The presenter/s are the main content of the event. These are just like the presenters at a face to face event, except that they may need to be briefed more carefully. This is particularly important if they are not experienced at presenting at online events. In an online setting people have a much reduced attention span. They have many more distractions (their office, home, e-mail, web etc.) than do delegates at a face to face event. Furthermore the normal human social protocols, such as eye contact, body language and the manners of live human interaction, do not apply online. Delegates unfamiliar with online activities may not have adopted the social protocols of the online world. For these reasons all presentations should be viewed with an eye to keeping the content delivery lively, interactive, delivered in short chunks and engaging. Think in terms of 4-6 minutes as the maximum time a presenter will be speaking before you ask the participants to respond to a question, quiz, survey, Q&A, dialogue with the facilitator or some other break in the proceedings. You can then continue with the presenter. This gives the delegates the message that their active participation is required. It also gives them a chance to absorb the information given out.
Technical support/separate rooms
One of the inevitable consequences of an online event is the delegate with technical issues. You can reduce this by sending out instructions and encouraging people to test their set-up beforehand. With Elluminate for example, we advise people to update their computers before the event and run a little built-in wizard to test their audio. It is advisable to have a person available on the day to assist anyone with technical issues. The ideal option is to have a separate room or channel to use for tech support. This way the main event is not delayed by the technical problems of a single delegate.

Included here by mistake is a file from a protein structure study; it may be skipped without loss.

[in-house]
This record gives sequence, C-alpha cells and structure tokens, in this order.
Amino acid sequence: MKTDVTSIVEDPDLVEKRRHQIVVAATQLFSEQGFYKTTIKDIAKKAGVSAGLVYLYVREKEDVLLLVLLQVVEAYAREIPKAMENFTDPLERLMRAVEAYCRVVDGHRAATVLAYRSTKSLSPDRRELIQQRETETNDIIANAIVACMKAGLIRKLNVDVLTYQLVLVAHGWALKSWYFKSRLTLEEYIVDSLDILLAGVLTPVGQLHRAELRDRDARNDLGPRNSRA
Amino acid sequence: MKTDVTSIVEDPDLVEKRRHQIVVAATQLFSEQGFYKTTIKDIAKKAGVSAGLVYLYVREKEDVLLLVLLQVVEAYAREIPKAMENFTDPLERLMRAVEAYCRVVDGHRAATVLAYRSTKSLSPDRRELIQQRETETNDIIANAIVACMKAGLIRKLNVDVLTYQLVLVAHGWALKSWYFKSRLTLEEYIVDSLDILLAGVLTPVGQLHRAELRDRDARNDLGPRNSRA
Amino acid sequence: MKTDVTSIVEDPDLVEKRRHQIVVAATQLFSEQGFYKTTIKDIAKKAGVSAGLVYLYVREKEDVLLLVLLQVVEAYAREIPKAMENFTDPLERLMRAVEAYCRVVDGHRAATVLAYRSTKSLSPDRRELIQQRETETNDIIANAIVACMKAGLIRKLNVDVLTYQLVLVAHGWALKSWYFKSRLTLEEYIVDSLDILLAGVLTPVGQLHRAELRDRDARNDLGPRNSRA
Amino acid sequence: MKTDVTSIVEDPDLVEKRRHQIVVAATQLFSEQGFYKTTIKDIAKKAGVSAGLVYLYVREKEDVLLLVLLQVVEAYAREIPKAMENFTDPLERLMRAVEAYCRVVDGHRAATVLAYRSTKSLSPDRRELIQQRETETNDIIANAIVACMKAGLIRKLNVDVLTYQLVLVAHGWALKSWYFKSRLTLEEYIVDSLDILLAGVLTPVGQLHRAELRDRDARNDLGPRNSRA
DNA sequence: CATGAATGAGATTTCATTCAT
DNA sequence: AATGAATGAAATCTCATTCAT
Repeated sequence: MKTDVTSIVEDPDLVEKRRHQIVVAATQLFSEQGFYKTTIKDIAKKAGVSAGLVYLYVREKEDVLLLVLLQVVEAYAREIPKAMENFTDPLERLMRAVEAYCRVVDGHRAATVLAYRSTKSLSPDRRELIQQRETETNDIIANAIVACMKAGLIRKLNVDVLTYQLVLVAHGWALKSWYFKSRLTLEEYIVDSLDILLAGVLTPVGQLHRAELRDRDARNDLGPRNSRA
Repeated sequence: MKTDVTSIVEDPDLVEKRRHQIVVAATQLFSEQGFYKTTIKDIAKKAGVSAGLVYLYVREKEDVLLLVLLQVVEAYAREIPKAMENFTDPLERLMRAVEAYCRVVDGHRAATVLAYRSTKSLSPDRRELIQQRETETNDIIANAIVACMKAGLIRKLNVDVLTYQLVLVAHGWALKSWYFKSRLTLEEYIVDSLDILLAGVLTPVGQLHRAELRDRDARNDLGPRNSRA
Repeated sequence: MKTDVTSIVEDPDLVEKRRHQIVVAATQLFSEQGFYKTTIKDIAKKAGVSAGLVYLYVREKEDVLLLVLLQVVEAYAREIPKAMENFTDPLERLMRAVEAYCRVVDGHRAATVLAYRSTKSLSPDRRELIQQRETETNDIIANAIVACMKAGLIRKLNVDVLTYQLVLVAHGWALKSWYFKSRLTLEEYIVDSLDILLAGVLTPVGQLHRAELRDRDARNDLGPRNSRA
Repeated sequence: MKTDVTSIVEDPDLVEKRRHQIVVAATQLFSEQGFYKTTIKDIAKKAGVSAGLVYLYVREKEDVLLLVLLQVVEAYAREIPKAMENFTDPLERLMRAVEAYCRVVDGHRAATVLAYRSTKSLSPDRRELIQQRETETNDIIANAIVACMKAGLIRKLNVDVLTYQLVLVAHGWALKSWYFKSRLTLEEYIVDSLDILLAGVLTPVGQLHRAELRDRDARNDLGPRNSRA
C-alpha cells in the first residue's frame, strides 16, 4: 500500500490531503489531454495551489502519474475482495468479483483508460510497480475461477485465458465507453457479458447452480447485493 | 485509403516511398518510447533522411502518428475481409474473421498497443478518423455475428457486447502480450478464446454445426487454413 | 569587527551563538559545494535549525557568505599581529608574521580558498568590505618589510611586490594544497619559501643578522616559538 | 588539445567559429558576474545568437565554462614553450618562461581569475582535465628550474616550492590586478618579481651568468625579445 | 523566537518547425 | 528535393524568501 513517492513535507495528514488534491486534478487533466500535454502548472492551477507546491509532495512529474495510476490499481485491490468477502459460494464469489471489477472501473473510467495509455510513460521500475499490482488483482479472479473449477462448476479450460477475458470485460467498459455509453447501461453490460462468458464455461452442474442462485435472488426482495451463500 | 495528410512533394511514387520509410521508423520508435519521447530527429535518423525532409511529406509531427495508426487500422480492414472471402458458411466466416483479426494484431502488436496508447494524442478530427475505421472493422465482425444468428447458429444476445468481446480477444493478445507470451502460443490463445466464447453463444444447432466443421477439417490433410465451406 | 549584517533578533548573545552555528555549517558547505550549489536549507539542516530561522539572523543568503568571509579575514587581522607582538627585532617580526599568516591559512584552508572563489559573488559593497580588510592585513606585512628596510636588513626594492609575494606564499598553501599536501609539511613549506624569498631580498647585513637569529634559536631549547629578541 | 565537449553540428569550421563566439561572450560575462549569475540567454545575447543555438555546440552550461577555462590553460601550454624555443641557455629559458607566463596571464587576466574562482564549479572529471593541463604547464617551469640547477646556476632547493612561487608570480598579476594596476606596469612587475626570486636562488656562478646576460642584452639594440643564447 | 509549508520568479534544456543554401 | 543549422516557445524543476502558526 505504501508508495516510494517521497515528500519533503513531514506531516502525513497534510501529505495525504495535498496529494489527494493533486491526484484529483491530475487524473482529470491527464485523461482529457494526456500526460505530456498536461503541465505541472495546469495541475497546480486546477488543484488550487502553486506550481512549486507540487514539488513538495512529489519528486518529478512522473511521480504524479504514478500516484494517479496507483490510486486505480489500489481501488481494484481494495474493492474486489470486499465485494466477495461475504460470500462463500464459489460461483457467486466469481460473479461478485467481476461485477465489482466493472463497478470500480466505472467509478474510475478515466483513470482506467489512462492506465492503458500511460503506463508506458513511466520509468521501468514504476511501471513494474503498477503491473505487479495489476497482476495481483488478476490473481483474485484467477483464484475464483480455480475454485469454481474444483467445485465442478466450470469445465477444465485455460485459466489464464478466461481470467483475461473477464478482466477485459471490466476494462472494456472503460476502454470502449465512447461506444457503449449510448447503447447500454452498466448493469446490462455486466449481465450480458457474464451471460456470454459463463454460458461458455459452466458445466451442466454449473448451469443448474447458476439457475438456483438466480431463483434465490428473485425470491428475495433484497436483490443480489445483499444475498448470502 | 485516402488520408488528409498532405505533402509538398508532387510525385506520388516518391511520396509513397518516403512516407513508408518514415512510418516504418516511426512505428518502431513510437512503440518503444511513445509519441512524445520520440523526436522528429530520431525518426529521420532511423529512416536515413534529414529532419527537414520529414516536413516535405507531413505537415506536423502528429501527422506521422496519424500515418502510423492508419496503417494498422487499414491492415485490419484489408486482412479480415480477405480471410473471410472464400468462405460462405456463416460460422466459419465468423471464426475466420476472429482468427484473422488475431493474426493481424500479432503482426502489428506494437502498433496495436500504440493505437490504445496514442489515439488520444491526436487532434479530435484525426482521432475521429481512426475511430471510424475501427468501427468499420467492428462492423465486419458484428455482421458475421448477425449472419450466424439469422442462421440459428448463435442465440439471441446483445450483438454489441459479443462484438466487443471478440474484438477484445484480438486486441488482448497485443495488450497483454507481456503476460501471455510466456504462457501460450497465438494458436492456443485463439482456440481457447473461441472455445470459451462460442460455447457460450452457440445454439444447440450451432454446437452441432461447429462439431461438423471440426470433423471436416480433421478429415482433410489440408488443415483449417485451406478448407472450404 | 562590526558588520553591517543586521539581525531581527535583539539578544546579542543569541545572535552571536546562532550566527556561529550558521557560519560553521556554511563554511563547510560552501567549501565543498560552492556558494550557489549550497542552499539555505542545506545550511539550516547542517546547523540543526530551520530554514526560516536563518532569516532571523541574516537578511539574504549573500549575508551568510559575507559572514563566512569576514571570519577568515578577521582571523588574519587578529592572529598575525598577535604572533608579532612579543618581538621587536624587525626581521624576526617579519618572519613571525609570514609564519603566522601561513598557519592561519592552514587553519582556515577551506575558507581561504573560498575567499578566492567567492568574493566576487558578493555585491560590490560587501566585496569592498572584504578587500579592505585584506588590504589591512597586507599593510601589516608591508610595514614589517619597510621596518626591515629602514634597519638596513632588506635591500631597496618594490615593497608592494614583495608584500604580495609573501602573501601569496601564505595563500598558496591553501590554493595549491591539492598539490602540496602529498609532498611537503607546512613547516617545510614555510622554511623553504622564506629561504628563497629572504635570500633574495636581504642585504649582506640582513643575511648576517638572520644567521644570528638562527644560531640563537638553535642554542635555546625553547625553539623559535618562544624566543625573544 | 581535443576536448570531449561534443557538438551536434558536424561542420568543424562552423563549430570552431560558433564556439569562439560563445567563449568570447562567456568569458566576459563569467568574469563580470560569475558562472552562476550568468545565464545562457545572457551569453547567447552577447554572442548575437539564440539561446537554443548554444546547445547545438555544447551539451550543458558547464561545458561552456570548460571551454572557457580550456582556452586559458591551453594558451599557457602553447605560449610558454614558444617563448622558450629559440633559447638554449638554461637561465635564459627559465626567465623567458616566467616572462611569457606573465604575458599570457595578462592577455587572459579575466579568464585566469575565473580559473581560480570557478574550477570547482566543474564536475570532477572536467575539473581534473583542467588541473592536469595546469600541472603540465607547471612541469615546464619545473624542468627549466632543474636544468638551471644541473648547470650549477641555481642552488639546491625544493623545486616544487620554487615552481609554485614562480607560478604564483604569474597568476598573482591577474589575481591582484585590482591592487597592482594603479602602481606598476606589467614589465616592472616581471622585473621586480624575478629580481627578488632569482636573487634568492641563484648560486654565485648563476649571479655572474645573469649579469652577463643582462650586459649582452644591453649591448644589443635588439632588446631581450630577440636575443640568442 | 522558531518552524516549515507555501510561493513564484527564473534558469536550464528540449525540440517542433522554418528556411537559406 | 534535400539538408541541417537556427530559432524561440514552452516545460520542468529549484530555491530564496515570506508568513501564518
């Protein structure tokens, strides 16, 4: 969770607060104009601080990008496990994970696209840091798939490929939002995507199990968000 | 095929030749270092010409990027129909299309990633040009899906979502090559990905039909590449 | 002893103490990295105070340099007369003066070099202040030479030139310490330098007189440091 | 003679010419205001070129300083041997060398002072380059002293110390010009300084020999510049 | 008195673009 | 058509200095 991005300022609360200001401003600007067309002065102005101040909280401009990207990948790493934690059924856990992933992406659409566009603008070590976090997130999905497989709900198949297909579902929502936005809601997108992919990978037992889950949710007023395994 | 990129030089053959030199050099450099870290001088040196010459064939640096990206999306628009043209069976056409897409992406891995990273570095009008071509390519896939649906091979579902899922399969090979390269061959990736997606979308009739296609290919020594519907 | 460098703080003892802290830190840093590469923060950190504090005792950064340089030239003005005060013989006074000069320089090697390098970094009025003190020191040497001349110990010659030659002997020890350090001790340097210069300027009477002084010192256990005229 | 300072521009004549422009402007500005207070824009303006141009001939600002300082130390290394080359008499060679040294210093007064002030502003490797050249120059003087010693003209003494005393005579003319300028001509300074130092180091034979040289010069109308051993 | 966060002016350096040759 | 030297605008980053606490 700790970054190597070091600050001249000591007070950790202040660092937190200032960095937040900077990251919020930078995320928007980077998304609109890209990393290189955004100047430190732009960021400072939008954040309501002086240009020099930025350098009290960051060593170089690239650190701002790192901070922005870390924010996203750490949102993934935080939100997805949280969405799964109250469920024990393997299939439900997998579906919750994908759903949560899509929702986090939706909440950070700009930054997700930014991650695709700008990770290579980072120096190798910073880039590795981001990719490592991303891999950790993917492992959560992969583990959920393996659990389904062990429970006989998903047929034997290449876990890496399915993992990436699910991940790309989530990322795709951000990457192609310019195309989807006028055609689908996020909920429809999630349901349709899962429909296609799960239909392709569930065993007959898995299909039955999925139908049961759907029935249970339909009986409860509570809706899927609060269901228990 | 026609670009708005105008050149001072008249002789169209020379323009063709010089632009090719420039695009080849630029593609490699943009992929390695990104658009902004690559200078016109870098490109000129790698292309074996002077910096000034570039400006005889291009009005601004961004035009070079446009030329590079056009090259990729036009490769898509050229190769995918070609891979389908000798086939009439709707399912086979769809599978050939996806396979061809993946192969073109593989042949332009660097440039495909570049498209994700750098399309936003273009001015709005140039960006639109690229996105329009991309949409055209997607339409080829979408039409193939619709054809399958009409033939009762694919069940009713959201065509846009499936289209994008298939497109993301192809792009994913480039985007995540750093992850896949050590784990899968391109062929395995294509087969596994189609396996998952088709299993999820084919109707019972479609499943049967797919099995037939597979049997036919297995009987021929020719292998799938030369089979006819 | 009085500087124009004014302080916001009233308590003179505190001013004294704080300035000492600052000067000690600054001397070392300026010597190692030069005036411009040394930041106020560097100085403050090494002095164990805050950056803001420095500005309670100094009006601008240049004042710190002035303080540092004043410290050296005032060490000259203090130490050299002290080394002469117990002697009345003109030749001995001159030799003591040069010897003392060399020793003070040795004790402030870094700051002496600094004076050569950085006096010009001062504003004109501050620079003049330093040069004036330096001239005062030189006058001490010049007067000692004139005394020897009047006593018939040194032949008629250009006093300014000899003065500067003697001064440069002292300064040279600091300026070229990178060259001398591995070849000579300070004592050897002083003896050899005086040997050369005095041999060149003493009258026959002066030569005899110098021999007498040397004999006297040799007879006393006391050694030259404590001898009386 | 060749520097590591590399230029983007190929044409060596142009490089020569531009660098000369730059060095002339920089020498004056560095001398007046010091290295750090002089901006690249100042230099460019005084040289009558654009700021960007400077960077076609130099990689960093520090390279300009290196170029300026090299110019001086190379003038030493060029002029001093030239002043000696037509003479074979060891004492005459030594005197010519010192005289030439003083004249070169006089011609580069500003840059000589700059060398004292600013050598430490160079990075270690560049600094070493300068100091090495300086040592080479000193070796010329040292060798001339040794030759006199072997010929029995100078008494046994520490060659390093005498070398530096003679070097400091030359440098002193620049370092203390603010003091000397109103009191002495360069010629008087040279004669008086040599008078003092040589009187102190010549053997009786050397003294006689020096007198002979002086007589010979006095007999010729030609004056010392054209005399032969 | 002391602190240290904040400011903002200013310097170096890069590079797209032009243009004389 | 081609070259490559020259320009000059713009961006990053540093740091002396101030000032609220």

One way to assess the success of your online event is to count the delegates at the beginning and at the end. The fewer the drop outs the better the event. This is a real challenge as participants will be sitting at a computer with all the distractions that involves. There are many ways to make the event more engaging. You can deliver the content via a dialogue between two people, pause a long talk every few minutes with a question to the audience, incorporate activities throughout, or pause for questions from the audience every few minutes. What you choose will depend on your content and the aims of the session but I would strongly advise you do at least one of the above.
You have various options for handling questions. Some people take questions from delegates via the microphone. This is good but it does mean participants have to have a working microphone and a good connection. You can also ask delegates to post questions in the chat box, the facilitator can then put the questions to the speaker/expert. It is good practice to explain how you would like participants to interact and ask questions. You can take questions throughout or you can have a dedicated question and answer session built in to the event.
Making it fun
To help increase the engagement of the audience think about how you can make your event fun. A lively and light hearted delivery style for both presenters and facilitators works well. You cannot smile on line so you need to find other ways to make people feel at ease and ready to concentrate on the content of your session. The various platforms have tools you can use to create activities which might help this process. One example I saw was a map placed on the whiteboard and participants were asked to make a mark on the map to indicate where they were based. There are many such activities you can use to help make your online event fun.
My final bit of advice is, do not be afraid to try out new things online, be creative.
Good luck with your online events.
Martin Sepion is a Senior Adviser with JISC RSC London